Since the 1960’s, the computer has been used increasingly as a metaphor for the human mind. For those acquainted with the history of science, this development is not surprising. It is not easy to describe the workings of our minds, and we are constantly tempted to use the latest technology as a model for trying to understand them. Sir Charles Sherrington, the British neuroscientist and Nobel Prize winner, thought that the brain worked like a telegraph system. Sigmund Freud often compared the brain to hydraulic and electromagnetic systems. Gottfried Leibniz compared it to a mill. Some of the ancient Greeks thought that the brain functioned like a catapult. So there should be no cause for surprise that a popular contemporary metaphor for the brain is the digital computer.
The computer is probably no better and no worse as a metaphor for the brain than earlier mechanical metaphors; one can learn as much about the brain by comparing it to a computer as one does by saying that it is a telephone switchboard or telegraph system. This propensity for comparisons is not only evident in popularized accounts. Among scientists, too, there is a persistent need for visualization. In the nineteenth century, Alessandro Volta and André-Marie Ampère represented electricity by the pressures and flows of fluids, and we still rely on their metaphor when we talk about electrical current. Not long ago, chemists were using a visual term, “hooks,” to describe the action of the chemical bond. The problem is acute in modern physics—especially in the description of particles and quanta—and in studies of the human brain. Such metaphors are frequently intended to be helpful devices, not to be taken too seriously; in both the exact sciences and in those called “soft,” such as the social sciences, the preferred word is “model.” In the search for an answer to a problem or an explanation of data, models are frequently used on an improvised, trial-and-error basis in the early stages. During the process, these tentative models are rapidly tried out and discarded. In the search for one that works, dozens may be rejected along the way.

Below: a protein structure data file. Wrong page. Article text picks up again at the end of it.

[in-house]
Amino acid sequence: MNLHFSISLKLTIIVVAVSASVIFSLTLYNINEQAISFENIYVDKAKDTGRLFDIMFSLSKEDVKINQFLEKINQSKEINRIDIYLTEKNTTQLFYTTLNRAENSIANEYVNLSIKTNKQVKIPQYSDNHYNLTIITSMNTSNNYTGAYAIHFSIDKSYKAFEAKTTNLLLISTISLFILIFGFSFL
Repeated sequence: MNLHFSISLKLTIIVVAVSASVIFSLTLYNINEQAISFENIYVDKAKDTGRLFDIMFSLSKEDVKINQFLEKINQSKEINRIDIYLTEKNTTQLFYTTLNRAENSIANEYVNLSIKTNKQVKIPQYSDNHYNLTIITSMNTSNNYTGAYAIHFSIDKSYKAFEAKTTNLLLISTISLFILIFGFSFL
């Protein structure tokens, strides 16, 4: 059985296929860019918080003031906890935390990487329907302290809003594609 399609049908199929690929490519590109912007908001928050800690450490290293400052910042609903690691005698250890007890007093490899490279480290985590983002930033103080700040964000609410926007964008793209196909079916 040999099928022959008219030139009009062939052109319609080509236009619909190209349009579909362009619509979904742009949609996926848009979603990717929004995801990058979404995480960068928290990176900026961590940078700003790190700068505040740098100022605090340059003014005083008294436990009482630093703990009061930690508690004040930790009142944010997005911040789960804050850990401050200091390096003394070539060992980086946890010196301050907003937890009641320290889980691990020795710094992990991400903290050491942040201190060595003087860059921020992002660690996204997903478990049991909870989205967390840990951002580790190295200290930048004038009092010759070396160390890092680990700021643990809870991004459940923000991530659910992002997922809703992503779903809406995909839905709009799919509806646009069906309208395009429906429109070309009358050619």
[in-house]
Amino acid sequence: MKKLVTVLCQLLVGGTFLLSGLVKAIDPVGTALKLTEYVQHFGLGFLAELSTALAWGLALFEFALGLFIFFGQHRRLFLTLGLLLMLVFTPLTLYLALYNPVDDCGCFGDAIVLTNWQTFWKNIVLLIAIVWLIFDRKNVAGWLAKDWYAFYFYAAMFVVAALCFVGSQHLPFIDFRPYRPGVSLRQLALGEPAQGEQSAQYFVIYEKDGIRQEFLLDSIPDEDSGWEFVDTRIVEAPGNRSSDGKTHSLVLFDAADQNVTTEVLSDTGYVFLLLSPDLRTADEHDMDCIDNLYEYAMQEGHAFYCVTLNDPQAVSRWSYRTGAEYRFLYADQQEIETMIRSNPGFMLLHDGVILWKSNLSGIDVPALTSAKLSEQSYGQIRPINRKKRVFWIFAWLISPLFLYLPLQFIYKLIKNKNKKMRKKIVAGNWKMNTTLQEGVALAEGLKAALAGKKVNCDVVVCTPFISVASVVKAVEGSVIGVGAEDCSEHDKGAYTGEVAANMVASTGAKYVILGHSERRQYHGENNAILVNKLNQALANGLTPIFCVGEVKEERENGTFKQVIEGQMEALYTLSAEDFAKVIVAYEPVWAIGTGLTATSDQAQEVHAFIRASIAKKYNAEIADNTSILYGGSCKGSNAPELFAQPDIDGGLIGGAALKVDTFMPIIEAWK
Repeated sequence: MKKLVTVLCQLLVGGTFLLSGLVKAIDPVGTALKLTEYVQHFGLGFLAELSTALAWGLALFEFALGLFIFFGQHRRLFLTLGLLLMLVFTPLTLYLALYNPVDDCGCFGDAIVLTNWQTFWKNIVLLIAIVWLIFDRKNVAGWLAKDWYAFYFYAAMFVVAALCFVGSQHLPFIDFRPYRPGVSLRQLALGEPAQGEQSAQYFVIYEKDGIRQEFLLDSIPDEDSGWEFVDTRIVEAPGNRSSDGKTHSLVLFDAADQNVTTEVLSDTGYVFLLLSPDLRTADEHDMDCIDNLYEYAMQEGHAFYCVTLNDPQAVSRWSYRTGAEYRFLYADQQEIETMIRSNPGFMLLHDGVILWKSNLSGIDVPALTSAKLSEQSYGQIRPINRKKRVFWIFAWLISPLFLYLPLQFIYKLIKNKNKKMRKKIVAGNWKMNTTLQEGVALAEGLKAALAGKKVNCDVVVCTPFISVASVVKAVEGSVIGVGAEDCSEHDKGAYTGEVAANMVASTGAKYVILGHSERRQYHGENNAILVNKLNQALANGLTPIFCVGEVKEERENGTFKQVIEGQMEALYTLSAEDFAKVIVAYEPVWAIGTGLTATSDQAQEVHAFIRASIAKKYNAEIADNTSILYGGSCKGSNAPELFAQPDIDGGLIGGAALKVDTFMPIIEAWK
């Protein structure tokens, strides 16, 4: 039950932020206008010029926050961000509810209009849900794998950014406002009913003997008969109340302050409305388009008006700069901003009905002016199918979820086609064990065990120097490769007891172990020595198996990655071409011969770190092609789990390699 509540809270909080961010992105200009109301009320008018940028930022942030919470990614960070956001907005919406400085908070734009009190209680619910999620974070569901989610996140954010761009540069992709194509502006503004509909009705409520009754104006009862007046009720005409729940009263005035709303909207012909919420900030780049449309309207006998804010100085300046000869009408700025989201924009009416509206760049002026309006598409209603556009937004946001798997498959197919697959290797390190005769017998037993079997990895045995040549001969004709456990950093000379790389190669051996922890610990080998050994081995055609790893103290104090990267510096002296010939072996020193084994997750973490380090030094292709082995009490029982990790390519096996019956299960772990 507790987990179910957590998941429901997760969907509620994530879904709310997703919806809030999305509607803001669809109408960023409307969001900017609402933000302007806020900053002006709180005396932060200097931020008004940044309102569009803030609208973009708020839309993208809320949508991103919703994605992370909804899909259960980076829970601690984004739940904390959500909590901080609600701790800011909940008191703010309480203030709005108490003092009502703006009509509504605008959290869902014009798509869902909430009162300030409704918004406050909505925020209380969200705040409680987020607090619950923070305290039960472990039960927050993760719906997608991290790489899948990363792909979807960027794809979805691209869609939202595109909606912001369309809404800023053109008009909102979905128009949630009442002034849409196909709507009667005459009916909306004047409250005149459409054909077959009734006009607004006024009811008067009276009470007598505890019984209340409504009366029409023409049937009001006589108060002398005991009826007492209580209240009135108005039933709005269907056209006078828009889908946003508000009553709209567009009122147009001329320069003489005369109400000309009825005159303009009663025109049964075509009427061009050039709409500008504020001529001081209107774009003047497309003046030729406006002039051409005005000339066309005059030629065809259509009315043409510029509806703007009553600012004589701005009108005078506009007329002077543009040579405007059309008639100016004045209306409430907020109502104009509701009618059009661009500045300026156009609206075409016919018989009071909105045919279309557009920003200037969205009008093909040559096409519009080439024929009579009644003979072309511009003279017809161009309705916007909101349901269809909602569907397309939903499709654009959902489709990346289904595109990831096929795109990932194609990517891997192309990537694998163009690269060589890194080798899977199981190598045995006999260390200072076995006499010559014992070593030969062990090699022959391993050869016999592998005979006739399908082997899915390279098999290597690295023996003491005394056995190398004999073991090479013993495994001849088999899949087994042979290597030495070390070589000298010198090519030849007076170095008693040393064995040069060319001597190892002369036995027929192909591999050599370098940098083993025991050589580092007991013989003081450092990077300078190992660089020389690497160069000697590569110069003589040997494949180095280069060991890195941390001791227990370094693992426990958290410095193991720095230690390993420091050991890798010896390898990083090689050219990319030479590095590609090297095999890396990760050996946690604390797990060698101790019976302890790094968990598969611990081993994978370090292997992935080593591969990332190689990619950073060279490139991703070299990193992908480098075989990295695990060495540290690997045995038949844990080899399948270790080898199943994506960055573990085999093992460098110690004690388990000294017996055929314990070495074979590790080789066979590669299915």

In another, less tentative fashion, however, metaphors are used not simply as vehicles to explain already accepted scientific discoveries but rather as engines of discovery. In such frankly speculative work, there is no way of knowing if the models proposed are true or false. When independent confirmation is impossible, one must remember that not all models are correct; one of the most common fallacies in the repertoire of imprecise thinking is what logicians call the “fallacy of false analogy.”
The above is a necessary prologue to considering Marvin Minsky’s The Society of Mind, because Minsky’s work is purely speculative. The entire field of artificial intelligence—what is called “AI"—is based on a metaphor. In practice, the term “artificial” means “computerized,” and “intelligence” refers to the accumulated technology—it is considerable—of computer science. AI has become a field of study at an increasing number of American universities. The most prominent of these centers are at the Massachusetts Institute of Technology (MIT), Carnegie-Mellon University, Yale University, and Stanford University. Several technical journals are already devoted exclusively to the field. Minsky is sometimes called one of the four “founding fathers” of artificial intelligence; the others are Allen Newell and Herbert Simon of Carnegie-Mellon and John McCarthy, at Stanford. Minsky’s background is primarily in mathematics and robotics. He received a B.A. in mathematics from Harvard University and a Ph.D. from Princeton University; he returned to Harvard as a Junior Fellow in the 1950’s and worked there for three years on problems of how people think, using computerized models. He moved later to MIT, where he is the Donner Professor of Science. A large number of the younger workers in the field of AI have been trained by Minsky as graduate students in his laboratory at MIT.